Artist Jason Wallace’s work explores person-to-person and person-to-material relationships as well as the behaviors of consumption and accumulation within contemporary consciousness. His latest exhibit, “FREE within ourselves,” comes to Upper West Side pop-up gallery North of History this month, with 16 works featuring various mediums: acrylic paintings with recycled materials, mixed-media, printmaking and an installation. The Chicago native attended the Art Institute of Chicago, Howard University and Brooks Institute of Photography, and achieved his Master’s degree from Tufts University in conjunction with the School Museum of Fine Arts, Boston. Esteemed collectors have acquired Wallace’s work both domestically and internationally, and he has exhibited at the Museum of Fine Arts, Boston.
The name for the exhibition ’FREE within ourselves’ is an excerpt from the book “The Negro Artist and the Racial Mountain” by Langston Hughes, in which the poet examines a quote from another well-known Negro poet: “I want to be a poet--not a Negro poet.” Emphasizing the importance of seeing value in oneself, without fear or shame, the passage goes on to steer the notion for acceptance, allowing for respectful disagreement and challenging the premise of how and from whom we receive freedom because we are “FREE within ourselves.”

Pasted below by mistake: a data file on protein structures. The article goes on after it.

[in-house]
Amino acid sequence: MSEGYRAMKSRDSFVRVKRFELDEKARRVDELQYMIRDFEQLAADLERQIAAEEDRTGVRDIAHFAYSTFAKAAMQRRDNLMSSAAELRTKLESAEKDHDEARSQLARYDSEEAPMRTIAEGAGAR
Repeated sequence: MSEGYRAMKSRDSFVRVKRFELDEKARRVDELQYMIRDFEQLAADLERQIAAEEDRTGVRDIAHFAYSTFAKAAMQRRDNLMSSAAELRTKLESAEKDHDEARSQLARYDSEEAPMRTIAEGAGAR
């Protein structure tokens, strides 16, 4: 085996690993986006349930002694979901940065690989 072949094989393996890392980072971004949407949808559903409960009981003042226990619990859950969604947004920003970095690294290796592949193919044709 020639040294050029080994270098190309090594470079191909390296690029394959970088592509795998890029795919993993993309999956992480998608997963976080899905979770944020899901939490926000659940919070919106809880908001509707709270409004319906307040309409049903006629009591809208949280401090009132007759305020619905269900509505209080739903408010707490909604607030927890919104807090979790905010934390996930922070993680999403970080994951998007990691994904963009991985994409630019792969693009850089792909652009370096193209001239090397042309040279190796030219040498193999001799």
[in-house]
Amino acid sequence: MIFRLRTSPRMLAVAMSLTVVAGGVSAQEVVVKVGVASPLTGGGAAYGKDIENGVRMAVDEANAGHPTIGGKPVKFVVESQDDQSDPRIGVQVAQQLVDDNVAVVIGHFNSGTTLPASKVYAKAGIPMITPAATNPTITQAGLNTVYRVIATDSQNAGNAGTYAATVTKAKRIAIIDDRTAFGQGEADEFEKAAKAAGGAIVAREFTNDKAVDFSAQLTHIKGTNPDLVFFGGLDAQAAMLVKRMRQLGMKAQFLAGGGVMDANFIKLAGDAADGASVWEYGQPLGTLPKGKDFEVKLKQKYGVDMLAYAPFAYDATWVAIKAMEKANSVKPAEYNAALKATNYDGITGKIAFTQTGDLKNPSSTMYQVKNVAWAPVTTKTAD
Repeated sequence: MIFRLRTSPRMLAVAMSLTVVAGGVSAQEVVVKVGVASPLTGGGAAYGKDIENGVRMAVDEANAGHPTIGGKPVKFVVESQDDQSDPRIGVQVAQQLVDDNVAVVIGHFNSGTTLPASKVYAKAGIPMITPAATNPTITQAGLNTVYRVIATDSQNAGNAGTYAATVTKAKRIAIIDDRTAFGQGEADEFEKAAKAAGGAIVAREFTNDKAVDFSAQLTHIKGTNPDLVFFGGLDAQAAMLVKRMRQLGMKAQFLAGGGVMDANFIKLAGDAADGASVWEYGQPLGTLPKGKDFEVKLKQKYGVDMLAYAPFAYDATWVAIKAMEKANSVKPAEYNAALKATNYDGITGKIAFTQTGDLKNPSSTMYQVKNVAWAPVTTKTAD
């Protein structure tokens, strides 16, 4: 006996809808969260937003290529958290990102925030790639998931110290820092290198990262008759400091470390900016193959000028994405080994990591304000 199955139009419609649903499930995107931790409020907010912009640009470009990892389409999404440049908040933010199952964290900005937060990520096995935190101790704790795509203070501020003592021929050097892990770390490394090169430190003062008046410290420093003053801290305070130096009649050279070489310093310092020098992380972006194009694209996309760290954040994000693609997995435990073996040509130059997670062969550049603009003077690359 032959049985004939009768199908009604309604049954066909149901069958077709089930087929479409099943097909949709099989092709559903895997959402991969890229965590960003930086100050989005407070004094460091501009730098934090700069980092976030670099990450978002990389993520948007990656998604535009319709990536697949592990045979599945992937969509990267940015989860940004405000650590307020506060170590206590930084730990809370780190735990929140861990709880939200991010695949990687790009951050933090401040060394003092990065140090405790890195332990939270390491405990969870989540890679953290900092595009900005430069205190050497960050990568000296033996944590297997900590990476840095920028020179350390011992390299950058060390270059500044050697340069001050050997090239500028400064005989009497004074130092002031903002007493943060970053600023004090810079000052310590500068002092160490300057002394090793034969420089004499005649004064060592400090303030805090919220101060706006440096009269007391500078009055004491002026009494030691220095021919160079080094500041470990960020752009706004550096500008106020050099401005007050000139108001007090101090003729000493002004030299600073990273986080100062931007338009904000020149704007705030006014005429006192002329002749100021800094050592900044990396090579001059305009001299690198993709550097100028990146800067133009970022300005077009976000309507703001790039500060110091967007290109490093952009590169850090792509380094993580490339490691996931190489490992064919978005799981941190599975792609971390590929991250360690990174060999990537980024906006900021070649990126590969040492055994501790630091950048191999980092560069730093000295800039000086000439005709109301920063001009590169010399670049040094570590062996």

Common themes within the work of Jason Wallace are structural constructs and societal systems that delve into perception, value and identity. He says, “I believe the viewer will take away a sense that the artist is engaged in questioning one’s own perception in relationship to others using signs and symbols rooted in mathematics. The signs and symbols series uses mathematical signs as a way to describe human geometry by examining systemic structures of values.” For example, Wallace’s “Life and Luxury” series relates to the water crisis of Flint, Michigan, bringing to light that healthy water is a need for life yet has become a luxury item for consumption; also, water is a luxury item for the wealthy with their access to pools, ponds, rivers and lakes.